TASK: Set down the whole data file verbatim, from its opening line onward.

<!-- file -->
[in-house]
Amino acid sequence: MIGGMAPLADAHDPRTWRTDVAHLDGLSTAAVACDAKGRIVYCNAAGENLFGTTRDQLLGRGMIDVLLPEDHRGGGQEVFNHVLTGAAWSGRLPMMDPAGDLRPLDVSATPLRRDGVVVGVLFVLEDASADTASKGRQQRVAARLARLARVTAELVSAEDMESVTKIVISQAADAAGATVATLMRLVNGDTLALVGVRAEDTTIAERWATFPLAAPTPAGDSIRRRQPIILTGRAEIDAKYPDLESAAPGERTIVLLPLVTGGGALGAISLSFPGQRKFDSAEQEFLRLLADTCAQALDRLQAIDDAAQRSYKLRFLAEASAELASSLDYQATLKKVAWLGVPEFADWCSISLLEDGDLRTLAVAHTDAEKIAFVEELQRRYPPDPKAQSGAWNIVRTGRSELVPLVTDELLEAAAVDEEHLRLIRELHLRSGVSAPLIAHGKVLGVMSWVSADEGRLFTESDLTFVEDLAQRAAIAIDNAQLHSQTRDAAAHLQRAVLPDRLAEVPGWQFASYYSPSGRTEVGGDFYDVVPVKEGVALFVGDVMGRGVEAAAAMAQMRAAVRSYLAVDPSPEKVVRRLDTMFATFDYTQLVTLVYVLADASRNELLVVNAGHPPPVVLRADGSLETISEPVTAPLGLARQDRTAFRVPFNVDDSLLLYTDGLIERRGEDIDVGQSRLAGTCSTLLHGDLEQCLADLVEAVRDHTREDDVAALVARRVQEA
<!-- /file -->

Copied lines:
[in-house]
Amino acid sequence: MIGGMAPLADAHDPRTWRTDVAHLDGLSTAAVACDAKGRIVYCNAAGENLFGTTRDQLLGRGMIDVLLPEDHRGGGQEVFNHVLTGAAWSGRLPMMDPAGDLRPLDVSATPLRRDGVVVGVLFVLEDASADTASKGRQQRVAARLARLARVTAELVSAEDMESVTKIVISQAADAAGATVATLMRLVNGDTLALVGVRAEDTTIAERWATFPLAAPTPAGDSIRRRQPIILTGRAEIDAKYPDLESAAPGERTIVLLPLVTGGGALGAISLSFPGQRKFDSAEQEFLRLLADTCAQALDRLQAIDDAAQRSYKLRFLAEASAELASSLDYQATLKKVAWLGVPEFADWCSISLLEDGDLRTLAVAHTDAEKIAFVEELQRRYPPDPKAQSGAWNIVRTGRSELVPLVTDELLEAAAVDEEHLRLIRELHLRSGVSAPLIAHGKVLGVMSWVSADEGRLFTESDLTFVEDLAQRAAIAIDNAQLHSQTRDAAAHLQRAVLPDRLAEVPGWQFASYYSPSGRTEVGGDFYDVVPVKEGVALFVGDVMGRGVEAAAAMAQMRAAVRSYLAVDPSPEKVVRRLDTMFATFDYTQLVTLVYVLADASRNELLVVNAGHPPPVVLRADGSLETISEPVTAPLGLARQDRTAFRVPFNVDDSLLLYTDGLIERRGEDIDVGQSRLAGTCSTLLHGDLEQCLADLVEAVRDHTREDDVAALVARRVQEA